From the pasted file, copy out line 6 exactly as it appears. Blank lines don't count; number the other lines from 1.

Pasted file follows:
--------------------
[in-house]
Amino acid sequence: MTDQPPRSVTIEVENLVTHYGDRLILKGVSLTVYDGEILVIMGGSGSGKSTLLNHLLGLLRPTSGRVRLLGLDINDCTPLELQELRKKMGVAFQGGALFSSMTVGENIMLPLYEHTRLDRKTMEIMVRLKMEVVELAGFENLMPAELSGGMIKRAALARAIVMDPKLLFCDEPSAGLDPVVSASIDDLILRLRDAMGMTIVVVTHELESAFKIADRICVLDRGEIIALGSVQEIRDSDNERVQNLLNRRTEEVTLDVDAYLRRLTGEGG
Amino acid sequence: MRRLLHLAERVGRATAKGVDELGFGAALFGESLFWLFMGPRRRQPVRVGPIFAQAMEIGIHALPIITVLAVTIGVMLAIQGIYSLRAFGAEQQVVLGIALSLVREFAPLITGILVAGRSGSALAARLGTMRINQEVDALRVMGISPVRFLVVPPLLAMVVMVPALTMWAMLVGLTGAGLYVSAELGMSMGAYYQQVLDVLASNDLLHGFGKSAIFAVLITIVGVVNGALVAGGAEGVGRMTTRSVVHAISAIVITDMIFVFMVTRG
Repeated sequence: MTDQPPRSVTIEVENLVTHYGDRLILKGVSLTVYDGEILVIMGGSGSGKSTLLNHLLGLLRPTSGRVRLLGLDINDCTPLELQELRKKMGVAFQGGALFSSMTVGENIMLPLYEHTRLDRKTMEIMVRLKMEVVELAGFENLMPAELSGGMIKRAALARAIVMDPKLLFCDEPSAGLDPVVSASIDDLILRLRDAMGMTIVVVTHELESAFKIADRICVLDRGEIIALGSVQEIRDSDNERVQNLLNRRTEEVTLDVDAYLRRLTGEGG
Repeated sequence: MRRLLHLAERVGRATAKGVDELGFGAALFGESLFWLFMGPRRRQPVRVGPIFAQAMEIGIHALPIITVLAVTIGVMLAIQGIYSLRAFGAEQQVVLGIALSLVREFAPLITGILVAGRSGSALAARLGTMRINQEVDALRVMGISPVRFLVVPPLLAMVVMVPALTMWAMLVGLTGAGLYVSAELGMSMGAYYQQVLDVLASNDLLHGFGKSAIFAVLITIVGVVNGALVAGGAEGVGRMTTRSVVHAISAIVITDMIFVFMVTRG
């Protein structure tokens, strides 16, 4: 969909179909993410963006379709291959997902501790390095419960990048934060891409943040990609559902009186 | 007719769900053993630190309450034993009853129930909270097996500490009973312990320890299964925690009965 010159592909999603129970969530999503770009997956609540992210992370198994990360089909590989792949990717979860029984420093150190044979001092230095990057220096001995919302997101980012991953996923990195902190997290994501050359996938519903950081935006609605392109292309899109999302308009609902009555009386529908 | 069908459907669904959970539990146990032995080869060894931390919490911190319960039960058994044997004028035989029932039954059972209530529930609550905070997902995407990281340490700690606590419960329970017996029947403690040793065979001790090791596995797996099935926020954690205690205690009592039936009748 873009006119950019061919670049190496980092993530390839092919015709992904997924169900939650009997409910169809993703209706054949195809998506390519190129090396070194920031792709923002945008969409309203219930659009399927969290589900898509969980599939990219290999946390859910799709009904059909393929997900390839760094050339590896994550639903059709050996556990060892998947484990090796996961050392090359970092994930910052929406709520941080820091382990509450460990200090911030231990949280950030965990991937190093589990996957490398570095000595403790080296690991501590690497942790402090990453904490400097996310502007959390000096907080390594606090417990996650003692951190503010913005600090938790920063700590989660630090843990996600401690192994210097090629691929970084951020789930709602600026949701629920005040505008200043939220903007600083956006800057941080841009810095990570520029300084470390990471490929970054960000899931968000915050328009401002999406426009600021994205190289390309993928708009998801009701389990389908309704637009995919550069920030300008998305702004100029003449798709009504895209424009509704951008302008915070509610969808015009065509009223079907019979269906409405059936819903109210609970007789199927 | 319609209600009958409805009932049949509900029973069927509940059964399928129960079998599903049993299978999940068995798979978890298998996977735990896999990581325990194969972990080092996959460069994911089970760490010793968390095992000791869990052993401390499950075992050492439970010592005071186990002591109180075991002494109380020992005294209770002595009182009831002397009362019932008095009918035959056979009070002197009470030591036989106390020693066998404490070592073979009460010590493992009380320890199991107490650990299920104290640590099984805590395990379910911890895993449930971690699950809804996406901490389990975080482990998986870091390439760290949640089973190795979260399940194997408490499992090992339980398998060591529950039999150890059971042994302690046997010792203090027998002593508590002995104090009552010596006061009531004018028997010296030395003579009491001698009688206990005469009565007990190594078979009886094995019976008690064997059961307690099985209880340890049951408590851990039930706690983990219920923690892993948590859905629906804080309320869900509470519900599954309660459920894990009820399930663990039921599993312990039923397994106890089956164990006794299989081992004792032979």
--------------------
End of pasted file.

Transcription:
């Protein structure tokens, strides 16, 4: 969909179909993410963006379709291959997902501790390095419960990048934060891409943040990609559902009186 | 007719769900053993630190309450034993009853129930909270097996500490009973312990320890299964925690009965 010159592909999603129970969530999503770009997956609540992210992370198994990360089909590989792949990717979860029984420093150190044979001092230095990057220096001995919302997101980012991953996923990195902190997290994501050359996938519903950081935006609605392109292309899109999302308009609902009555009386529908 | 069908459907669904959970539990146990032995080869060894931390919490911190319960039960058994044997004028035989029932039954059972209530529930609550905070997902995407990281340490700690606590419960329970017996029947403690040793065979001790090791596995797996099935926020954690205690205690009592039936009748 873009006119950019061919670049190496980092993530390839092919015709992904997924169900939650009997409910169809993703209706054949195809998506390519190129090396070194920031792709923002945008969409309203219930659009399927969290589900898509969980599939990219290999946390859910799709009904059909393929997900390839760094050339590896994550639903059709050996556990060892998947484990090796996961050392090359970092994930910052929406709520941080820091382990509450460990200090911030231990949280950030965990991937190093589990996957490398570095000595403790080296690991501590690497942790402090990453904490400097996310502007959390000096907080390594606090417990996650003692951190503010913005600090938790920063700590989660630090843990996600401690192994210097090629691929970084951020789930709602600026949701629920005040505008200043939220903007600083956006800057941080841009810095990570520029300084470390990471490929970054960000899931968000915050328009401002999406426009600021994205190289390309993928708009998801009701389990389908309704637009995919550069920030300008998305702004100029003449798709009504895209424009509704951008302008915070509610969808015009065509009223079907019979269906409405059936819903109210609970007789199927 | 319609209600009958409805009932049949509900029973069927509940059964399928129960079998599903049993299978999940068995798979978890298998996977735990896999990581325990194969972990080092996959460069994911089970760490010793968390095992000791869990052993401390499950075992050492439970010592005071186990002591109180075991002494109380020992005294209770002595009182009831002397009362019932008095009918035959056979009070002197009470030591036989106390020693066998404490070592073979009460010590493992009380320890199991107490650990299920104290640590099984805590395990379910911890895993449930971690699950809804996406901490389990975080482990998986870091390439760290949640089973190795979260399940194997408490499992090992339980398998060591529950039999150890059971042994302690046997010792203090027998002593508590002995104090009552010596006061009531004018028997010296030395003579009491001698009688206990005469009565007990190594078979009886094995019976008690064997059961307690099985209880340890049951408590851990039930706690983990219920923690892993948590859905629906804080309320869900509470519900599954309660459920894990009820399930663990039921599993312990039923397994106890089956164990006794299989081992004792032979």